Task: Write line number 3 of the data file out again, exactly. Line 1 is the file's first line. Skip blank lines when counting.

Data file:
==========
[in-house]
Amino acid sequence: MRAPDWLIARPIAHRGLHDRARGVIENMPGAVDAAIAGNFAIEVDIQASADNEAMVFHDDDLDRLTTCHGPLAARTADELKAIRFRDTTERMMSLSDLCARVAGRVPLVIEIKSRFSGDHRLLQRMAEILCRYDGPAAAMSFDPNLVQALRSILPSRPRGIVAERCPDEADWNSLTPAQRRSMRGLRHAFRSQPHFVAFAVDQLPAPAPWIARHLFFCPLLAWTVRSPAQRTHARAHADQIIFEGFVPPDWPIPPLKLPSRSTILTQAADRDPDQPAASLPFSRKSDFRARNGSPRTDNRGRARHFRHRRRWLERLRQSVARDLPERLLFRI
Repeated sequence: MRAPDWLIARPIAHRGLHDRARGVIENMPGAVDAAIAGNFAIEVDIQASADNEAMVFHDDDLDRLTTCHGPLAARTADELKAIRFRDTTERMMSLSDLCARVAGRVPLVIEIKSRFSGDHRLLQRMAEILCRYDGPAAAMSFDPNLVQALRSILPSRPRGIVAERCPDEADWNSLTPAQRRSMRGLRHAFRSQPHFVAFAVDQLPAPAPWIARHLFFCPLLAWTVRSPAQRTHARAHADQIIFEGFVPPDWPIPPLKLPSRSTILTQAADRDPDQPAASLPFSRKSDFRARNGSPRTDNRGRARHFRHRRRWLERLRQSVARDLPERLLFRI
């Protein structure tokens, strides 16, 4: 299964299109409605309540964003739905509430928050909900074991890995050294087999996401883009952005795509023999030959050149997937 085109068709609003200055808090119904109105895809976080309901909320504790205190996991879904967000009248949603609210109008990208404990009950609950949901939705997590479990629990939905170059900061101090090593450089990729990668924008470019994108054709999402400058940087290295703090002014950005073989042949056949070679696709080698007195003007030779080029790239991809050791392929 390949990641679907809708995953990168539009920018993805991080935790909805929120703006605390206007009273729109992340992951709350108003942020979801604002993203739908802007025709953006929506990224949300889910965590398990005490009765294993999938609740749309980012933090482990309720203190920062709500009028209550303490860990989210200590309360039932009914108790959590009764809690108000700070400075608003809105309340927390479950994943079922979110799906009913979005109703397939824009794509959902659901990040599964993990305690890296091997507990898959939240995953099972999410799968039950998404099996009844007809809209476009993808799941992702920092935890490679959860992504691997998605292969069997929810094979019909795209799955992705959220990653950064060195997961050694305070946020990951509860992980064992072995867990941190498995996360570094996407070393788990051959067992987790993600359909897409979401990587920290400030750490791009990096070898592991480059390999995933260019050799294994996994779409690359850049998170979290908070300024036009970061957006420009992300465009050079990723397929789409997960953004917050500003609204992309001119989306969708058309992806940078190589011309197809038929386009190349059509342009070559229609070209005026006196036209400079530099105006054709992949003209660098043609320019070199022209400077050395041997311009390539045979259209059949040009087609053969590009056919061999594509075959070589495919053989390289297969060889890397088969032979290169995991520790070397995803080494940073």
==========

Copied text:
Repeated sequence: MRAPDWLIARPIAHRGLHDRARGVIENMPGAVDAAIAGNFAIEVDIQASADNEAMVFHDDDLDRLTTCHGPLAARTADELKAIRFRDTTERMMSLSDLCARVAGRVPLVIEIKSRFSGDHRLLQRMAEILCRYDGPAAAMSFDPNLVQALRSILPSRPRGIVAERCPDEADWNSLTPAQRRSMRGLRHAFRSQPHFVAFAVDQLPAPAPWIARHLFFCPLLAWTVRSPAQRTHARAHADQIIFEGFVPPDWPIPPLKLPSRSTILTQAADRDPDQPAASLPFSRKSDFRARNGSPRTDNRGRARHFRHRRRWLERLRQSVARDLPERLLFRI